The film titled, “Maize”, which is a documentary about the history of the Walla Walla Corn Maze, and was written, filmed, edited and directed by 7th graders Suzanne Nicault, Alyssa Zaugg, Sariah Hepworth, and 8th graders Olivia Taylor and Rosemary Vance received an Honorable Mention. The film, “Look at Her,” a serious film based on a poem recognizing that people have more to offer than what we see at first glance, and was written, filmed, edited and produced by 8th graders Dominic Walker, Colleen McKibben, and 7th graders Emma Zaugg, Sophia Jenes and Nathan Feistner also received an Honorable Mention.
SEA-TECH students test knowledge in Skills USA program
SEA-TECH Construction Technology instructor Eric Matson and Digital Media Technology instructor Jeffery Townsend are participating in the Skills USA program. They hosted their first competition Friday. The competition consists of a written test and a hands-on skills exam. Matson’s students competed in the electrical competition and Townsend’s focused on film making. The top three scores will move on to the state competition in April. SkillsUSA is a partnership of students, teachers and industry working together to ensure America has a skilled workforce. SkillsUSA helps each student excel. We provide educational programs, events and competitions that support career and technical education (CTE) in the nation’s classrooms.
||Junior accepted to Stanford journalism program - By Wa-Hi Journal
Junior Macy Quinn-Sears was accepted into Stanford’s prestigious student journalism program for the second year in a row, this time as a counselor in training. Quinn-Sears, who last summer participated in Stanford’s Year Two group of student journalists, was one of two applicants who gained a spot as a counselor, out of a pool composed of the previous years’ class of Year Two students.
The program, an annual summer feature at Stanford, allows students to write stories and conduct interviews in the San Francisco Bay Area. They had the chance to hear speakers on a variety of topics: a student-press lawyer, a CEO, an employee of the international design and consulting firm IDEO (which was founded in Palo Alto) and a surfeit of reporters and editors for Bay Area publications. They were also given the opportunity to tour the headquarters of the San Francisco Chronicle, which was founded in 1865.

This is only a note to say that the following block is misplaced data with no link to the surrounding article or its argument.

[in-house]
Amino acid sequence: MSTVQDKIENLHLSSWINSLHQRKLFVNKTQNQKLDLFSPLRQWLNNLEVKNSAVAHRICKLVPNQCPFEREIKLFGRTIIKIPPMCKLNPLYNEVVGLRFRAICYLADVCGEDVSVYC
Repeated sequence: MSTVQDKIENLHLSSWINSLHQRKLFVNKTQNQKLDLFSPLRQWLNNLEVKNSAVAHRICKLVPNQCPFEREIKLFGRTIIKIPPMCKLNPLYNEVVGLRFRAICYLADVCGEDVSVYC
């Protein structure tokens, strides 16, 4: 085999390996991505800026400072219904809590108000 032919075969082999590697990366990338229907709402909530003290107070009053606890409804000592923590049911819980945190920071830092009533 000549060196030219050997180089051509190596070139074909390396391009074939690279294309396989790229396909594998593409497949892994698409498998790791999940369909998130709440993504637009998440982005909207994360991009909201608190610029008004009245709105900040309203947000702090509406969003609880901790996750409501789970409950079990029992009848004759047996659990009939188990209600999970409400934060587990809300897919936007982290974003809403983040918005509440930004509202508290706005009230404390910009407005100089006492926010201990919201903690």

Quinn-Sears says she is thrilled to be returning to the camp, and looks forward to the chance to experience it with her new and continually evolving perspective on student journalism, which has been fostered by her work as part of the school newspaper, The Wa-Hi Journal. Quinn-Sears has been a part of the Journal’s staff for three years, and will hold the position of editor-in-chief for the 2017-2018 school year. She loves writing opinion articles and is passionate about student journalism. “... journalism is about humanity, and telling a true story about human issues, not replacing faces with numbers to convey a point. Often, student press is discouraged from tackling the ‘bigger picture’ because it can be difficult to write about, but I think students should be urged to understand how the facts correlate with their own community,” Quinn-Sears said.
||Youth and Government program students plan fundraisers to support trips to Olympia and Washington, DC
The 21st Century Program at Pioneer Middle School and the YMCA have partnered to create the Walla Walla Youth & Government (YAG) Delegation. Students are hard at work raising money to go towards their trip to attend the 70th YMCA Mock Youth Legislature Conference in Olympia this May. In Olympia, students will be conducting their own Legislative Session in the Capitol building; the session is completely student run by YAG delegates from across the State. The program has 24 regular participants and is in its second year. The program is open to all students, grades 8 and up.
The YMCA, in order to support our students’ success, is currently taking donations in the form of:
1. A Tupperware sale - 40% of the sale will go towards the students’ trip in May. Funds from the sale will be distributed to the YMCA (YAG) when the fundraiser ends February 7.
2. Professional/dress clothes for students in need (boys and girls, 8th-10th grade). Please drop off clothing donations at Pioneer Middle School, care of Martin Fortney.
3. Direct monetary donation to the YAG program (can be done at the YMCA front desk).
The Student Leadership Cabinet is also preparing for a trip to Washington, D.C. in March. The students plan to meet with some lawmakers, visit the National Mall, and more. The 21st Century Program at Pioneer Middle School and the YMCA have partnered to make this unique opportunity for students in our valley possible.